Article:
🔒 Security Week Fireside Chat: Brian Rutledge & Vijay Chauhan
In this Cloudflare TV Security Week segment, Vijay Chauhan will host a fireside chat with Brian Rutledge, Security Director, Temenos.
Hello, my name is Vijay Chauhan. I work in product marketing at Cloudflare and I'm super excited to be holding these Security Week Cloudflare TV segments where we get to talk to our customers about all things cybersecurity.
So we're in the midpoint of Security Week, still a bunch of product and partner announcements to come.
But I'm super excited today that I have here with me, Brian Rutledge, Cloud Security Director at Temenos.
Welcome, Brian. Thank you very much. Glad to be here. And thank you for joining.
So to kick us off, would be great to learn a little bit more about you and what you do at Temenos.
Sure. I am obviously, as you said before, I'm the Cloud Security Director at Temenos.
It's basically a global role. I started out previously governing the Americas region.
And over the last few months, I've moved into more of a global role.
Primarily, our group is focused on the security controls associated with our SaaS business.
So anything that has to do with network security, perimeter security, application security in some tangential way, and then external threat security as well.
Awesome. Awesome. And, you know, looking at your background, I know, it spans security, compliance, audit, you've been a QSA.
I know earlier on, you got your business degrees from Texas State and UTD.
Would love to learn about, you know, that journey, your route from there to now being Cloud Security Director at Temenos, and especially any nuggets that you have along the way with respect to your security journey.
Sure. So going back that far, once I got out of the Navy, I wanted to go back to school and obviously, you know, get my degrees.
And so at first, I thought, oh, I'll just go into a very generic role, a business role.
And that seemed to work out in undergrad. And so I kind of stuck with that in my graduate studies, and went for my MBA, because I felt like at some point, I wanted to, you know, ascend up the ladder a little bit into executive management at some point.
But that didn't actually, I mean, I did get up the ladder into management at some point.
But what it ended up being was I took a turn towards compliance at first.
I started out as a system administrator at Verizon Telecom, but then jumped over into a compliance group that dealt with their PCI certifications at the time, and stayed there for about 15 years, and then got my CISSP and thought, well, I'd try something new.
So I took off the Trustwave and became a qualified security assessor for two years, basically going, you know, through all kinds of network security and other requirements that were associated with the data security standard.
And then I thought I'd try something else a little bit new and jumped over to a small software company that did software.
The only one there that did my job, I was the security compliance manager, so focused a lot on their compliance, but also on their cloud security, because they were a pure SaaS company.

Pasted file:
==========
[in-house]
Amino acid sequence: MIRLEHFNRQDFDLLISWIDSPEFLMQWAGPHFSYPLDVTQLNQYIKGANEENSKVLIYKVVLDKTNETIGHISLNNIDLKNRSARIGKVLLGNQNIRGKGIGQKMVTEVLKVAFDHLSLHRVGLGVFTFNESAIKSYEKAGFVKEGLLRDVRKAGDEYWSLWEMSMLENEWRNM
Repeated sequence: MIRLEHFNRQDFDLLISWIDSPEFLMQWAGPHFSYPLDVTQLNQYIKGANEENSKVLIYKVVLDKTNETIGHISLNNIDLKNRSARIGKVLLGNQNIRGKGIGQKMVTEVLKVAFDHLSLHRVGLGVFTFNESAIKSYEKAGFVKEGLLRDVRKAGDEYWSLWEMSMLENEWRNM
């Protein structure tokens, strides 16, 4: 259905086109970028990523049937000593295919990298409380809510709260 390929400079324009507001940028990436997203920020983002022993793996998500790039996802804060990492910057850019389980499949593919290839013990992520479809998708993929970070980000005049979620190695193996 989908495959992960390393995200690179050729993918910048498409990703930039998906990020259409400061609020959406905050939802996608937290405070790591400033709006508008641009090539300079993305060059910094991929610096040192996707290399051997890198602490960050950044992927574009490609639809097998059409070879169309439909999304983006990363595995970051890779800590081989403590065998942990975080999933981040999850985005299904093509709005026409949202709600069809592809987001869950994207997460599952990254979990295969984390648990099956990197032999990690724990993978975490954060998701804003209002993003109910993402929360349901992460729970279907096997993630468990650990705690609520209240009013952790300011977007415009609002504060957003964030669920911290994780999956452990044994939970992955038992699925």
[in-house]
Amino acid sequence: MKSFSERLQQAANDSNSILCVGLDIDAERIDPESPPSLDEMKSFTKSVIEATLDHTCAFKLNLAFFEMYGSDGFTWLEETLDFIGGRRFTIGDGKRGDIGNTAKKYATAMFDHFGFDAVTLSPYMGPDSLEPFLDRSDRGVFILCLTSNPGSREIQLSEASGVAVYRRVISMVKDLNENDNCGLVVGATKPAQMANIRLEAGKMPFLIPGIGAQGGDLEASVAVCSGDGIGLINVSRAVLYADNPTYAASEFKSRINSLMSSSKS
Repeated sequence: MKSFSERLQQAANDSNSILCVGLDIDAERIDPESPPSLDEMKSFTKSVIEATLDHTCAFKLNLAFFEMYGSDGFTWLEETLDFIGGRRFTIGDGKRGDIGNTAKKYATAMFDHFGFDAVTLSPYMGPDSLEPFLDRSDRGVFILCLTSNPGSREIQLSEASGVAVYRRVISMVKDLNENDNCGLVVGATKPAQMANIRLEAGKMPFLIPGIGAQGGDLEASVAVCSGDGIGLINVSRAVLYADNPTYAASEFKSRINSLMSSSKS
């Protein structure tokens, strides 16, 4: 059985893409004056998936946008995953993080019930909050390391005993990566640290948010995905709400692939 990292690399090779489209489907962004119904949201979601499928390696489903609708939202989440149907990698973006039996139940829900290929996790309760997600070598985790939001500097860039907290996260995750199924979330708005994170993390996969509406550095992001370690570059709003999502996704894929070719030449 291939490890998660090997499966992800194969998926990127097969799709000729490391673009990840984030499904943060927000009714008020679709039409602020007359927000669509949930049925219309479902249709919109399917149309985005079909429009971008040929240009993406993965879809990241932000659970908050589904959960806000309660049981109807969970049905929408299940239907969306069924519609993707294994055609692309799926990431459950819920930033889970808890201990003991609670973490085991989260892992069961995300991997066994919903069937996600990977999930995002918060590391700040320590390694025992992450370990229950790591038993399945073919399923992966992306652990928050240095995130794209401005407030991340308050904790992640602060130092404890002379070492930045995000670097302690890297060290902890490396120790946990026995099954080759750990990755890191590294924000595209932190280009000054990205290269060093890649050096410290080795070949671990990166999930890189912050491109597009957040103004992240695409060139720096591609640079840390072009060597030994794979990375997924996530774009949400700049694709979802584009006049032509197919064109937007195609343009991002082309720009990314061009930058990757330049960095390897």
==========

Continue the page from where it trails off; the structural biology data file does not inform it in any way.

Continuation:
So I got a lot of exposure to the SaaS security environment and the cloud itself in AWS.
And then, you know, through some acquisitions and things like that, I ended up moving over to a company named Kony in 2019, who was ultimately bought by Temenos and was the corporate compliance director there and ultimately came to be the cloud security director here at Temenos through, you know, experiences and different, you know, job, you know, motivations and trying to stay on the cutting edge, really, of, you know, the cloud environment and understanding how to secure our customer environment.
Awesome. Now, you skipped over a little piece of your background that I'd love, if you're able to, to share, which is the part of your career where you spent time on a nuclear submarine.
Tell us more about that. Yeah, so I was on a submarine called the USS Parchee.
It was based off the west coast in San Francisco, California. And I was an electronics technician, navigation electronics technician.
And so I was primarily charged with knowing where we were at all times and, you know, operating out of the control room.
So there was and there was a lot of data security actually involved with that role.
So I guess maybe that was the first real foray into secure the security world.
But yeah, we used to go off and do interesting little ops off the coast.
Yeah, you're right. I can't talk about them too much. But I've been to some really crazy wild places in my, in my life.
And it, you know, it's, it's pretty amazing.
Submarine life is you have to be okay with, you know, tight and close places to to be able to serve on a boat like that.
Awesome. Awesome. Well, thanks for sharing that.
So now switching to your current role at Temenos. Tell us a little bit about Temenos, the industry that you're in, maybe a little bit about your customer base.
Sure. Temenos is primarily focused on banking software. Previously, before they bought my company, they were more of a core banking solution provider.
And then with the acquisitions of Kony and some other companies, they wanted to get the full suite from front to back, you know, provided to their customers.
So they wanted to go into, you know, formally go into more mobile banking and online banking.
They already had products sort of associated with that. But, you know, Kony was able to come in and provide, you know, a more cohesive product like that.
And so now we're, we're really trying to move our SaaS business forward a lot, a lot faster and a lot more smoothly.
And so, yeah, we have global customers, we have, you know, tier one, tier two banks, we have challenger banks, we have all kinds of banks and credit unions and financial institutions, FIs, that utilize our software, because we have a, you know, we have pretty broad software suite with our Infinity project.